Very interesting place with lots of goodies especially for RV’rs and Campers. All sorts of equipment to either replace existing or add extra features to your RV, everything from Satellite dishes to toilet paper. We came away with a soft brush for cleaning the awnings on top of our slides when we park under trees. Pulling a slide in with branches on top of the awning that covers the slide, is not a good idea as it rolls up and could be pierced by a branch which doesn’t help it’s waterproof qualities.
Then after visit to Publix for supplies we had an evening meal and went to bed early as we had another early start to Pensacola.
The morning dawned and Tallahassee RV park looked completely different in the sunlight.
Not a bad overnight stop, quiet and well appointed sites (cable TV had 70 channels on it!!).
Then we moved on to Pensacola but we stopped at Flying J to top up with fuel. Interesting experience, as these are massive garages. They had at least 20 lines for lorries to fill up with diesel, and the same for cars and a special pair of pumps for RVs, with no canopy so you cannot knock anything off and pumps that give 5c a gallon discount if your are a Good Sam member, which we are. Brought the price down to $2.10 per gallon about 43p gallon in UK terms!!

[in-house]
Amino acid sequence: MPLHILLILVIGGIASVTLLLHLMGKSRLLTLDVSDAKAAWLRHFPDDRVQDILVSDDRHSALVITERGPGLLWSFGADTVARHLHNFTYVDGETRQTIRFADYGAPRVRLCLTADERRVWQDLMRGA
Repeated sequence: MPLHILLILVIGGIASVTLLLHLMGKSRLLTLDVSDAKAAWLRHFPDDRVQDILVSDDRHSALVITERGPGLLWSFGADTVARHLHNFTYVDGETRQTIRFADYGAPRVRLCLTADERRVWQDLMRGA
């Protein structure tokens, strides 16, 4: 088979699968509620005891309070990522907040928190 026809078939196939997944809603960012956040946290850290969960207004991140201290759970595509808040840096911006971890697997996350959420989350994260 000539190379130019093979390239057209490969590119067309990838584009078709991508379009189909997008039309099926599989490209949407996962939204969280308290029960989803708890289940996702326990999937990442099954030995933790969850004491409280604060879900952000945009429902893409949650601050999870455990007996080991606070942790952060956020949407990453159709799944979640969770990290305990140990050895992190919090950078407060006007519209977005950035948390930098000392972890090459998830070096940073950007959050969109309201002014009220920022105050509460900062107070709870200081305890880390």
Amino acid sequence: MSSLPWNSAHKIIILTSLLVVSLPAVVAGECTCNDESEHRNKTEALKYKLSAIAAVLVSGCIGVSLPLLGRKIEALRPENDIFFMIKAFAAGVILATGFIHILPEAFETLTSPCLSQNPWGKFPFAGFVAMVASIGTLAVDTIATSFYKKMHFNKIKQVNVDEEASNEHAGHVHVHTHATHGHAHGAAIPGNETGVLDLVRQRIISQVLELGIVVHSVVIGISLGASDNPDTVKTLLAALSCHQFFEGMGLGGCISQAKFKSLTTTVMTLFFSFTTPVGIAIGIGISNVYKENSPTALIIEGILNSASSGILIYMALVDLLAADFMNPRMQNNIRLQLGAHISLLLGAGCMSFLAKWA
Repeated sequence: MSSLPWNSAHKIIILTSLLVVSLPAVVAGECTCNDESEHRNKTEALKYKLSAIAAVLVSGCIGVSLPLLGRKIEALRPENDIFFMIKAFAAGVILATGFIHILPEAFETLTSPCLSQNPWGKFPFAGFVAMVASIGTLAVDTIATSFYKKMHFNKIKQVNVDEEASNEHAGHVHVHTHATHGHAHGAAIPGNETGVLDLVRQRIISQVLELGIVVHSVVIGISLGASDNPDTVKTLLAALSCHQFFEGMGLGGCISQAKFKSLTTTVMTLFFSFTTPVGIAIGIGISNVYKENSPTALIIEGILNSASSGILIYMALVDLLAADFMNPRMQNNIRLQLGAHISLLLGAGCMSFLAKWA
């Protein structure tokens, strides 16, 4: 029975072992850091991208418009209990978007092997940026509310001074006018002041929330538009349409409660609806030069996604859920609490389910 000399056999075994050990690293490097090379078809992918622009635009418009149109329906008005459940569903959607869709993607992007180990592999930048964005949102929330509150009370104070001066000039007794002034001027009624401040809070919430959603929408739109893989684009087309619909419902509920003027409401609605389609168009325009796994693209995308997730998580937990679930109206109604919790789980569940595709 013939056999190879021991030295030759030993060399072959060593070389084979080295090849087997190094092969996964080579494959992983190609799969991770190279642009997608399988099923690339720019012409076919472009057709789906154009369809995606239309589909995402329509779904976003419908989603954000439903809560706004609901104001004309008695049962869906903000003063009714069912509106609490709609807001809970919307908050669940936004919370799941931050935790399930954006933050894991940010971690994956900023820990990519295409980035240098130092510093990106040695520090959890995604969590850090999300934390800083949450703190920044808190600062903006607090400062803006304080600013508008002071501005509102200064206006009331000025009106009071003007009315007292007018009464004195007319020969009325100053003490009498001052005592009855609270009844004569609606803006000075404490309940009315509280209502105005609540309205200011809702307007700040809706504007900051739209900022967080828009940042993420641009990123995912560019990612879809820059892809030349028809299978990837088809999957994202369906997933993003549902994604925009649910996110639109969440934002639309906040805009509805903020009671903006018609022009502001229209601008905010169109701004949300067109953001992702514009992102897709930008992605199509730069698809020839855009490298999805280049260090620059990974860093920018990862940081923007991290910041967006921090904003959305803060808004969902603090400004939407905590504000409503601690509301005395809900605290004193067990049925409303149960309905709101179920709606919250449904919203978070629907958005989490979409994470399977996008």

Then onwards to Pensacola and about half way along we suddenly realised we had gained an hour. What we hadn’t known was this our first crossing into a new time zone, Atlantic time zone to Eastern time zone.
A bit further on we decided after two hours driving to pull in to a Rest area. Got the chance to take photos of the RV and the Spark hitched up which we hadn’t done before, in total nearly 50ft long!!